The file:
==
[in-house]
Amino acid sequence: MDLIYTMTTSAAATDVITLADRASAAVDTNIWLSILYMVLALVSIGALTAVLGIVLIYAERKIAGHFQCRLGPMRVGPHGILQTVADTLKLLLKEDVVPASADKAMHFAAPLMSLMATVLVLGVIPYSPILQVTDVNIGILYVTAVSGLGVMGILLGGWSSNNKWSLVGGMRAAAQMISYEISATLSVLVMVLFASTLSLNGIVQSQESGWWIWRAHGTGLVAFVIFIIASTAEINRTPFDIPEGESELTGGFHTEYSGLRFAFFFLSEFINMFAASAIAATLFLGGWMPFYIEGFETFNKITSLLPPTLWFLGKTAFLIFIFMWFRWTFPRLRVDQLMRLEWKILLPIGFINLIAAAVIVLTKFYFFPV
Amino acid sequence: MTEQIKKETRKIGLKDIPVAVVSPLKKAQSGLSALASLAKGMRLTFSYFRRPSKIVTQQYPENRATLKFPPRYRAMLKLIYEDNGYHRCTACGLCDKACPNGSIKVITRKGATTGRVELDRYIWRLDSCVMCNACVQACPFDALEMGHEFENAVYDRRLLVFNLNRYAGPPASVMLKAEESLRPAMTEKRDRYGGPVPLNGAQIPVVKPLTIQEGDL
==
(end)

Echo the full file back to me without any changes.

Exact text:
[in-house]
Amino acid sequence: MDLIYTMTTSAAATDVITLADRASAAVDTNIWLSILYMVLALVSIGALTAVLGIVLIYAERKIAGHFQCRLGPMRVGPHGILQTVADTLKLLLKEDVVPASADKAMHFAAPLMSLMATVLVLGVIPYSPILQVTDVNIGILYVTAVSGLGVMGILLGGWSSNNKWSLVGGMRAAAQMISYEISATLSVLVMVLFASTLSLNGIVQSQESGWWIWRAHGTGLVAFVIFIIASTAEINRTPFDIPEGESELTGGFHTEYSGLRFAFFFLSEFINMFAASAIAATLFLGGWMPFYIEGFETFNKITSLLPPTLWFLGKTAFLIFIFMWFRWTFPRLRVDQLMRLEWKILLPIGFINLIAAAVIVLTKFYFFPV
Amino acid sequence: MTEQIKKETRKIGLKDIPVAVVSPLKKAQSGLSALASLAKGMRLTFSYFRRPSKIVTQQYPENRATLKFPPRYRAMLKLIYEDNGYHRCTACGLCDKACPNGSIKVITRKGATTGRVELDRYIWRLDSCVMCNACVQACPFDALEMGHEFENAVYDRRLLVFNLNRYAGPPASVMLKAEESLRPAMTEKRDRYGGPVPLNGAQIPVVKPLTIQEGDL